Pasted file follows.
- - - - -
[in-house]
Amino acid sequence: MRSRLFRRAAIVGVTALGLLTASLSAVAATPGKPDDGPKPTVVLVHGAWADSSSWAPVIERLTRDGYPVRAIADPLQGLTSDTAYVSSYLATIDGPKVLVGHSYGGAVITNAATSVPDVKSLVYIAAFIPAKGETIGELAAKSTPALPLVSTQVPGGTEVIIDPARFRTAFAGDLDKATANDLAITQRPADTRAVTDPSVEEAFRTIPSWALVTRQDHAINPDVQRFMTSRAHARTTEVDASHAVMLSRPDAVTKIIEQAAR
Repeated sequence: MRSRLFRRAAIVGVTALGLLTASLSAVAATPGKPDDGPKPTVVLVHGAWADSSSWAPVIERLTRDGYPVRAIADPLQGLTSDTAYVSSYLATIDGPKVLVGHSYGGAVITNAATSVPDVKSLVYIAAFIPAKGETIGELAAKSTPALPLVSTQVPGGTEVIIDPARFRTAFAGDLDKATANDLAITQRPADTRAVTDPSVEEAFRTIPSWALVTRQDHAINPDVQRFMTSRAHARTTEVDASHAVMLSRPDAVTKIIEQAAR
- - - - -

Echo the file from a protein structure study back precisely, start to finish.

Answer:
[in-house]
Amino acid sequence: MRSRLFRRAAIVGVTALGLLTASLSAVAATPGKPDDGPKPTVVLVHGAWADSSSWAPVIERLTRDGYPVRAIADPLQGLTSDTAYVSSYLATIDGPKVLVGHSYGGAVITNAATSVPDVKSLVYIAAFIPAKGETIGELAAKSTPALPLVSTQVPGGTEVIIDPARFRTAFAGDLDKATANDLAITQRPADTRAVTDPSVEEAFRTIPSWALVTRQDHAINPDVQRFMTSRAHARTTEVDASHAVMLSRPDAVTKIIEQAAR
Repeated sequence: MRSRLFRRAAIVGVTALGLLTASLSAVAATPGKPDDGPKPTVVLVHGAWADSSSWAPVIERLTRDGYPVRAIADPLQGLTSDTAYVSSYLATIDGPKVLVGHSYGGAVITNAATSVPDVKSLVYIAAFIPAKGETIGELAAKSTPALPLVSTQVPGGTEVIIDPARFRTAFAGDLDKATANDLAITQRPADTRAVTDPSVEEAFRTIPSWALVTRQDHAINPDVQRFMTSRAHARTTEVDASHAVMLSRPDAVTKIIEQAAR